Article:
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Is cancer a disease of self-seeding?

The high cell density, rapid growth rate and large population size of cancer are conventionally attributed to a pathologically high ratio of cell production to cell death. Yet these features might also or instead result from inappropriate cell movement, already understood to underlie invasion and metastasis. This integrating concept could induce a broadening of our existing anticancer pharmacopoeia, which, with mitosis as its predominant target, is now seldom curative.

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Figure 1: The self-seeding concept of cancer growth and metastasis.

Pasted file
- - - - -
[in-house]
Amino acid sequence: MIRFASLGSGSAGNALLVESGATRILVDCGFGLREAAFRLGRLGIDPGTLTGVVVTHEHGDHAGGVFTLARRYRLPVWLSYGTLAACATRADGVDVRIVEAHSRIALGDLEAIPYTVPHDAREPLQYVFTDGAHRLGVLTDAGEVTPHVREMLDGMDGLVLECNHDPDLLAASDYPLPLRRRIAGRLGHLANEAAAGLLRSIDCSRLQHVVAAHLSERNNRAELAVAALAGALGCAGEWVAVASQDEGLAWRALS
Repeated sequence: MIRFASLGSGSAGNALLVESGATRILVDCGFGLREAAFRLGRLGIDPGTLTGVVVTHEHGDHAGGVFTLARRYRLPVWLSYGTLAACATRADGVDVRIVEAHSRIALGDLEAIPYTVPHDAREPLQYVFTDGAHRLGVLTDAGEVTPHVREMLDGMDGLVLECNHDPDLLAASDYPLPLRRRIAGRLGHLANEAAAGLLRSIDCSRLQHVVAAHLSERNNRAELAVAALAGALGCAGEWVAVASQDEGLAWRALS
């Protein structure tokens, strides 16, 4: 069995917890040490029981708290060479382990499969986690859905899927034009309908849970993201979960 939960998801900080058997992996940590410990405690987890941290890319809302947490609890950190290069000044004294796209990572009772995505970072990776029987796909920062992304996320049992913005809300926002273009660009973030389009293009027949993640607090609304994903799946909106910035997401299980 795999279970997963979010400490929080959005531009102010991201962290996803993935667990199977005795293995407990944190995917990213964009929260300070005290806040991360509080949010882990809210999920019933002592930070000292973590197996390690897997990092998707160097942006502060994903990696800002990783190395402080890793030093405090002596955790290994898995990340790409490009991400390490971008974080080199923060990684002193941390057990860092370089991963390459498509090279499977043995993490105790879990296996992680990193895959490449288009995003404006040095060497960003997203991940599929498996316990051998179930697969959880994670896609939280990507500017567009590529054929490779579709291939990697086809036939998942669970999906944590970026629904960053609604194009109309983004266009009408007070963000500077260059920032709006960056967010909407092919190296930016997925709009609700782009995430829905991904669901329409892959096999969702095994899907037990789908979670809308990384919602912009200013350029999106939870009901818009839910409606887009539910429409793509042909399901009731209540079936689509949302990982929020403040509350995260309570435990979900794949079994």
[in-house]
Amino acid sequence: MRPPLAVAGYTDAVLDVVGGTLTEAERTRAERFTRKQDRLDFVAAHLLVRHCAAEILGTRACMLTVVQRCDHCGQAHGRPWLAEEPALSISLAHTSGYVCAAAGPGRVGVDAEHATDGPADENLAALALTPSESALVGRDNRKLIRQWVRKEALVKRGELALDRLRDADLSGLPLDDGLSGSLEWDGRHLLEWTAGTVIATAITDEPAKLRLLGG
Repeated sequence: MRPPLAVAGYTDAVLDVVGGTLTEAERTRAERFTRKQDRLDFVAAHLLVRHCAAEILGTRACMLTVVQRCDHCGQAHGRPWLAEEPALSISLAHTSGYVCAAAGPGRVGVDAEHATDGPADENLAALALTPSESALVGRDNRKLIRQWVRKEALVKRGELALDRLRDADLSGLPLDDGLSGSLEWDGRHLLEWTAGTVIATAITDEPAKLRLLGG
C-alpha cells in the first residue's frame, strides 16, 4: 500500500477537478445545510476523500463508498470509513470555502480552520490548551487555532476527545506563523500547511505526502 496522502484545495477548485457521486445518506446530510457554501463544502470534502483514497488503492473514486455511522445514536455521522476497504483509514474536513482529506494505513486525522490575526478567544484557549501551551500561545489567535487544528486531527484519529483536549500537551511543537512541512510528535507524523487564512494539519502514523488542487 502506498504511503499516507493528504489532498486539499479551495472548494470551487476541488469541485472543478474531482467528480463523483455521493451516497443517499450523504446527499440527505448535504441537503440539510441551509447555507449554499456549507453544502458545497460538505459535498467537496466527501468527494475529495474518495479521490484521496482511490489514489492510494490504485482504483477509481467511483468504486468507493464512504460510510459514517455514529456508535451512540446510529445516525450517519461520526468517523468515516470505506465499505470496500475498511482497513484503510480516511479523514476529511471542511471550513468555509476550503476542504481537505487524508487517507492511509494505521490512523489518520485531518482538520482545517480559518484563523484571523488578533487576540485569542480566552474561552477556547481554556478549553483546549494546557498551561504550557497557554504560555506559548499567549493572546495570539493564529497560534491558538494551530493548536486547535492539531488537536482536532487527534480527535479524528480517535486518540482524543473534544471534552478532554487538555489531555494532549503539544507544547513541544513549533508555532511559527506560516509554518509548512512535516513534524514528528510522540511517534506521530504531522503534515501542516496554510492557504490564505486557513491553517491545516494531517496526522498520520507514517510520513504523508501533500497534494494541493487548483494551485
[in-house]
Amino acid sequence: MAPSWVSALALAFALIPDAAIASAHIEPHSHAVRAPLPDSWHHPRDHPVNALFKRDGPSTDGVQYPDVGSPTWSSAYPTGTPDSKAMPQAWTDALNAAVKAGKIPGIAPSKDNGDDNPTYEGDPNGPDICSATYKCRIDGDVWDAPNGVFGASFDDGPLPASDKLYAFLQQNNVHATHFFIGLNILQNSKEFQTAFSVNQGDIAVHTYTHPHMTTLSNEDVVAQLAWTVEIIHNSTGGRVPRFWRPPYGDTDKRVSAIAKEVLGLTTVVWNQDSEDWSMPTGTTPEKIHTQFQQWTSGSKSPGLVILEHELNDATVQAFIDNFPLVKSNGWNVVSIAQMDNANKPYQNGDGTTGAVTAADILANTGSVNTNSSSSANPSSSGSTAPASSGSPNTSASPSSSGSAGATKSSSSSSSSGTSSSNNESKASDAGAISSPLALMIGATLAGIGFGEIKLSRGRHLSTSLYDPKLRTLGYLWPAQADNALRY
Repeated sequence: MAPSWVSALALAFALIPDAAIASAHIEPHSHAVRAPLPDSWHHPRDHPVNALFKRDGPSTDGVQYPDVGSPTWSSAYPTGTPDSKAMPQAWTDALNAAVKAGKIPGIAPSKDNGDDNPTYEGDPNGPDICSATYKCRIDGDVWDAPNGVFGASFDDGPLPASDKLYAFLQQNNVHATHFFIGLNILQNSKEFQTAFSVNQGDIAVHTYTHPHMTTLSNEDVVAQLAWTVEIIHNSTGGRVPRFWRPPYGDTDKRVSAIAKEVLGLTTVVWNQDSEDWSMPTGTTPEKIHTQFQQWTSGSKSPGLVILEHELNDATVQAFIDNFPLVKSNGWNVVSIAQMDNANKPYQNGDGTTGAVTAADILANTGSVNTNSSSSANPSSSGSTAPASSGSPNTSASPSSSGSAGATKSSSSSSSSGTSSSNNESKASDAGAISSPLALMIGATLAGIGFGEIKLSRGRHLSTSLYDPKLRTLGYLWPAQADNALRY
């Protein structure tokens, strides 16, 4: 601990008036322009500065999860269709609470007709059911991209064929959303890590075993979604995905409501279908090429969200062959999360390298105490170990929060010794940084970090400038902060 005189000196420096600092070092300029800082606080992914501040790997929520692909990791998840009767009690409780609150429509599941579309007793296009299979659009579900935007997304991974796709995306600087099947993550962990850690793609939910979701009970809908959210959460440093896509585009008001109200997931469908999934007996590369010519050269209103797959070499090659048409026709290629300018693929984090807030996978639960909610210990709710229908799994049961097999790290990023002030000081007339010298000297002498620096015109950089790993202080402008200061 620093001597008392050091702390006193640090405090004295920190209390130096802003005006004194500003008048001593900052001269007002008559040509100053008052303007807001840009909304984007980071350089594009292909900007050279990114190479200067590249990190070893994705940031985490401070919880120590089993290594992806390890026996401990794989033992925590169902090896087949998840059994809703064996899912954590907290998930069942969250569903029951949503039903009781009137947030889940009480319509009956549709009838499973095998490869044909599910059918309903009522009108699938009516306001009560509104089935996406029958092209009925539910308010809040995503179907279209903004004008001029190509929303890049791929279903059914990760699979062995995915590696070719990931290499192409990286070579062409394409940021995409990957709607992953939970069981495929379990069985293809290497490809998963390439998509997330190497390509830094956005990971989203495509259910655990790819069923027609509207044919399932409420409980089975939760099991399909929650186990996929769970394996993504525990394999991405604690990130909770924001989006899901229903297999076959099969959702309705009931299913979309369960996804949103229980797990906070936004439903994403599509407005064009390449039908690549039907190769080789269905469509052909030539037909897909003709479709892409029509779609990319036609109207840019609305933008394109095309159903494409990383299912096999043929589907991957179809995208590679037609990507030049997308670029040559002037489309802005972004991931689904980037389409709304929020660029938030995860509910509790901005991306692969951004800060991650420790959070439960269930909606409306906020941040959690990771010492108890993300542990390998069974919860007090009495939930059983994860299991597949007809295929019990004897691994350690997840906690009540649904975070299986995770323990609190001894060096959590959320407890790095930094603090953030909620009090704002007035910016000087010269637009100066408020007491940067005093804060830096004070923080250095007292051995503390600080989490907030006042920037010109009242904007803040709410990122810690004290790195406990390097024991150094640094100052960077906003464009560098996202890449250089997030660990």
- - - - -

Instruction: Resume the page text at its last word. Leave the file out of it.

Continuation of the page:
Figure 2: Gompertzian growth curves.


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The authors express their appreciation to A.B. Olshen for his review of mathematical details, to T.J. Riley for drawing the figures, and to C. Pearce for editing the manuscript. We also acknowledge with gratitude discussions with our principal P01-CA94060-04 colleagues—R. Benezra, M. Jasin, S. Larson, M. Moynahan, N. Rosen and H. Varmus—and with J. Bromberg, G. Gupta, C. Hudis, R. Kurtz, A. Minn, D. Spriggs and C. Van Poznak.

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Correspondence to Larry Norton.

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Norton, L., Massagué, J. Is cancer a disease of self-seeding?. Nat Med 12, 875–878 (2006).

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